Here’s a dirty little secret of the financial planning industry: most financial planning rules are so dumbed down you can’t even use them.
In fact, I would argue they’re downright harmful, and following them might very well cost you your retirement.
Let’s start with perhaps the biggest offender of all: the rule that says your allocation to stocks should equal 100 minus your age. The rest, you should put toward cash and bonds.
It’s a terrible rule that completely ignores the fundamentals of investing.
This rule doesn’t so much as consider how relatively cheap or expensive stocks and bonds are.
That’s just basic common sense!
And never mind the fact that there is a broad world of investments completely outside the stock and bond markets.
There’s real estate… options strategies… commodity trading funds…and a whole list of alternatives.
The smart money that manages the Harvard and Yale endowment funds heavily favors alternative investments. Why shouldn’t we follow their lead?
Then there’s this one: the 4% Rule.
The idea here is that 4% is the highest “safe” withdrawal rate that will survive a 30-year retirement without depleting your portfolio.
Under the rule, which became standard planning practice in the 1990s, you take a 4% withdrawal in the first year of retirement and adjust the figure up by the rate of inflation.
There’s one major problem here. The model assumed a 50/50 or 60/40 mix of stocks and bonds, and bond yields were a lot higher in the 1990s.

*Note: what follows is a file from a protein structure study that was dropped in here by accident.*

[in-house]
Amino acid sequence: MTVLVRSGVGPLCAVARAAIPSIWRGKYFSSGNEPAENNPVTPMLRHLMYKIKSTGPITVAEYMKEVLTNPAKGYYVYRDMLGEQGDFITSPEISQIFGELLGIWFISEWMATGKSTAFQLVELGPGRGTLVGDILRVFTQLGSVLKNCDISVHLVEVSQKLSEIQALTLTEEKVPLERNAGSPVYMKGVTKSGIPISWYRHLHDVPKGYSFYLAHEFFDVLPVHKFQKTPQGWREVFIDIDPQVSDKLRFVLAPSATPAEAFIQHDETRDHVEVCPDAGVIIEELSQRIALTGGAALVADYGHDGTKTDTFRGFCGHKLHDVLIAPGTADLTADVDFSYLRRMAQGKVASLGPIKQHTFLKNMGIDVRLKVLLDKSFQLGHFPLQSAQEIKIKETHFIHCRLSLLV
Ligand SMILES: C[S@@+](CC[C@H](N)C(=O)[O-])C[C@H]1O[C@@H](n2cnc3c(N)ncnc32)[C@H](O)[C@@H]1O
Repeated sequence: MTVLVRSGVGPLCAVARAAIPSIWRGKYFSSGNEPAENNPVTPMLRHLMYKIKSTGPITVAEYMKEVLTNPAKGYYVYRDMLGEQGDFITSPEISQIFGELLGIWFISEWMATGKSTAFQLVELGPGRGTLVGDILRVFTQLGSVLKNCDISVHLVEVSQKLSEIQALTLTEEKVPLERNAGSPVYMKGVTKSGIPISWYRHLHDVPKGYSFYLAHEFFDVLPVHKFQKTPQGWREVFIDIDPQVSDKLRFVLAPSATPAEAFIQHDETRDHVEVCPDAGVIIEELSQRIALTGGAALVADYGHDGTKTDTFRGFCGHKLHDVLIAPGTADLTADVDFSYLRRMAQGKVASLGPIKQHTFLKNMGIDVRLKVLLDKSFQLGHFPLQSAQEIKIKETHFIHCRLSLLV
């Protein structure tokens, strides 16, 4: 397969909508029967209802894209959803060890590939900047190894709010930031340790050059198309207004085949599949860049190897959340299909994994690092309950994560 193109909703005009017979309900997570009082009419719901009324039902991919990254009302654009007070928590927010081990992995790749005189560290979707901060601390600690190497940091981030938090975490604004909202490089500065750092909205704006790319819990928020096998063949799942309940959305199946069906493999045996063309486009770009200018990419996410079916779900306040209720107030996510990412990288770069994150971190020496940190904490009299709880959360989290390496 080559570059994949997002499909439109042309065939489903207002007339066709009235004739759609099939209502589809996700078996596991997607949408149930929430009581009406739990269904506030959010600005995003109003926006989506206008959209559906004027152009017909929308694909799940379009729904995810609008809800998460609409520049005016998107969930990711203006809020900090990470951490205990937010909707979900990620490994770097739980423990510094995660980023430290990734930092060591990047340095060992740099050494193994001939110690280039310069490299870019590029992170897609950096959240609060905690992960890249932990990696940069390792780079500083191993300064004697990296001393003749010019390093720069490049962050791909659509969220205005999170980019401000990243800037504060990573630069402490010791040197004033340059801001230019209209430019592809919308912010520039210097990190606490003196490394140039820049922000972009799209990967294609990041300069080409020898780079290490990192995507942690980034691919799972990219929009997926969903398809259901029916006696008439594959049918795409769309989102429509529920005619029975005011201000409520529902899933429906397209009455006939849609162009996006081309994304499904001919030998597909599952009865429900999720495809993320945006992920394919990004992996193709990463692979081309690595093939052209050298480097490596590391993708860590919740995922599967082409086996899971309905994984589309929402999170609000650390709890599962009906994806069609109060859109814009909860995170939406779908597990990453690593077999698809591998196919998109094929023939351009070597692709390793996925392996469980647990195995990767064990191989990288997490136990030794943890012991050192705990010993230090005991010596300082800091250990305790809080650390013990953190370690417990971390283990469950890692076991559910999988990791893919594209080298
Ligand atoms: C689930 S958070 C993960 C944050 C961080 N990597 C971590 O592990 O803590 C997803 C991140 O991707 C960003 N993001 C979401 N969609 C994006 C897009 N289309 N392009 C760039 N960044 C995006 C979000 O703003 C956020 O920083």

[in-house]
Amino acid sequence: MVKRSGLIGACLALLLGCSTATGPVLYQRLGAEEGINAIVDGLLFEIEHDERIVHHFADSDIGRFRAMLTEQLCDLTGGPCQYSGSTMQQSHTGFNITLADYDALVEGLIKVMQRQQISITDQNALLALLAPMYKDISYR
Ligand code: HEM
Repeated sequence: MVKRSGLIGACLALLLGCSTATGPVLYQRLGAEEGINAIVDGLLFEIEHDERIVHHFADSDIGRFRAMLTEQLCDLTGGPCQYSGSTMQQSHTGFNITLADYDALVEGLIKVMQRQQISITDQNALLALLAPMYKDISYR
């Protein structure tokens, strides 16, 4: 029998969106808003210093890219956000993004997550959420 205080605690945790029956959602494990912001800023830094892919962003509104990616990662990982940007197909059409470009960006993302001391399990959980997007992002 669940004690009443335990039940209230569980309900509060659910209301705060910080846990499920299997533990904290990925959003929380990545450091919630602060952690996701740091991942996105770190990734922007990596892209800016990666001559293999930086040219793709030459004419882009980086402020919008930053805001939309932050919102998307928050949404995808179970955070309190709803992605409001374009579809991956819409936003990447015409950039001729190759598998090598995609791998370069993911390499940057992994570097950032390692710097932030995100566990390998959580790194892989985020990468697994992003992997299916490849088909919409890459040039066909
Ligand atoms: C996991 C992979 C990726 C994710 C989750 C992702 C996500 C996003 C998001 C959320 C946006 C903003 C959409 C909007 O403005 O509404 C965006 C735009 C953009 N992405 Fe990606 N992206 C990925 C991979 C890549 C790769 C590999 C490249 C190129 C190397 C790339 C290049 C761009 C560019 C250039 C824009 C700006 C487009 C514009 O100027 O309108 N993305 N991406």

At current prices, bonds aren’t going to generate enough income to meet the 4% rule. And given that stocks are very expensive right now, that’s a risky move to rely on as well.
So, what’s an investor to do?
To start, you should have an open mind when it comes to choosing asset classes. If traditional assets classes like stocks and bonds are not attractive – welcome to today! – you’ve got to look elsewhere.
It also pays to be flexible in concern to income.
When it comes to paying your bills in retirement, it doesn’t really matter where that dollar comes from. It can be an “income” dollar paid via dividends or interest, or a “capital gains” dollar generated from trading or growth strategies.
Your decision here will have a lot to do with what the market is offering. If you can’t realistically pay your bills given the yields in safe income investments, then creating “synthetic dividends” by trading stocks and options might be your only option.
As a general rule, I prefer to use income dollars for personal expenses to avoid selling shares. If you’re looking to sell long-term, buy-and-hold investments, you can really get yourself into a mess.
And in a prolonged bear market, selling your shares can be akin to a farmer eating his seed capital. Shares sold at depressed prices are shares that won’t grow in value when the market turns around.
But this doesn’t mean I buy overpriced income securities just for the income, either.
In the end, you should invest where you believe you can earn the best return. And if that means a larger allocation than usual to shorter-term trading strategies, so be it.
Editor, Dent 401k Advisor